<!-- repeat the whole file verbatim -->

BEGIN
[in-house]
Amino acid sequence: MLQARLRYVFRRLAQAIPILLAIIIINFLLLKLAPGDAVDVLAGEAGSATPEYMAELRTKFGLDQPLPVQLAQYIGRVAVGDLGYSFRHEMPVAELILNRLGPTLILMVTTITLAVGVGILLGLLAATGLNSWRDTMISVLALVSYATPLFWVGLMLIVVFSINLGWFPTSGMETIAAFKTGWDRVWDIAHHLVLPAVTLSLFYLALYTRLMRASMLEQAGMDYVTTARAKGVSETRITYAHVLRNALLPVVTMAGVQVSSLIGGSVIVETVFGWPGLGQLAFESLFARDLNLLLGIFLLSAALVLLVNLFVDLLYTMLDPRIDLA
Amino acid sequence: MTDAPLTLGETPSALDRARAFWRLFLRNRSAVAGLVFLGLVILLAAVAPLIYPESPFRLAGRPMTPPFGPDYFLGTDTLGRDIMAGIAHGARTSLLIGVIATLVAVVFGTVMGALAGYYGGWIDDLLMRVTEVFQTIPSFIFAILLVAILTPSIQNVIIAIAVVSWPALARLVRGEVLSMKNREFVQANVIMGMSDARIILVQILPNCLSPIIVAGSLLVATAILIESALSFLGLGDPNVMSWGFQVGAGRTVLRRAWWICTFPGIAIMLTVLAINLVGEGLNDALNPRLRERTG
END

[in-house]
Amino acid sequence: MLQARLRYVFRRLAQAIPILLAIIIINFLLLKLAPGDAVDVLAGEAGSATPEYMAELRTKFGLDQPLPVQLAQYIGRVAVGDLGYSFRHEMPVAELILNRLGPTLILMVTTITLAVGVGILLGLLAATGLNSWRDTMISVLALVSYATPLFWVGLMLIVVFSINLGWFPTSGMETIAAFKTGWDRVWDIAHHLVLPAVTLSLFYLALYTRLMRASMLEQAGMDYVTTARAKGVSETRITYAHVLRNALLPVVTMAGVQVSSLIGGSVIVETVFGWPGLGQLAFESLFARDLNLLLGIFLLSAALVLLVNLFVDLLYTMLDPRIDLA
Amino acid sequence: MTDAPLTLGETPSALDRARAFWRLFLRNRSAVAGLVFLGLVILLAAVAPLIYPESPFRLAGRPMTPPFGPDYFLGTDTLGRDIMAGIAHGARTSLLIGVIATLVAVVFGTVMGALAGYYGGWIDDLLMRVTEVFQTIPSFIFAILLVAILTPSIQNVIIAIAVVSWPALARLVRGEVLSMKNREFVQANVIMGMSDARIILVQILPNCLSPIIVAGSLLVATAILIESALSFLGLGDPNVMSWGFQVGAGRTVLRRAWWICTFPGIAIMLTVLAINLVGEGLNDALNPRLRERTG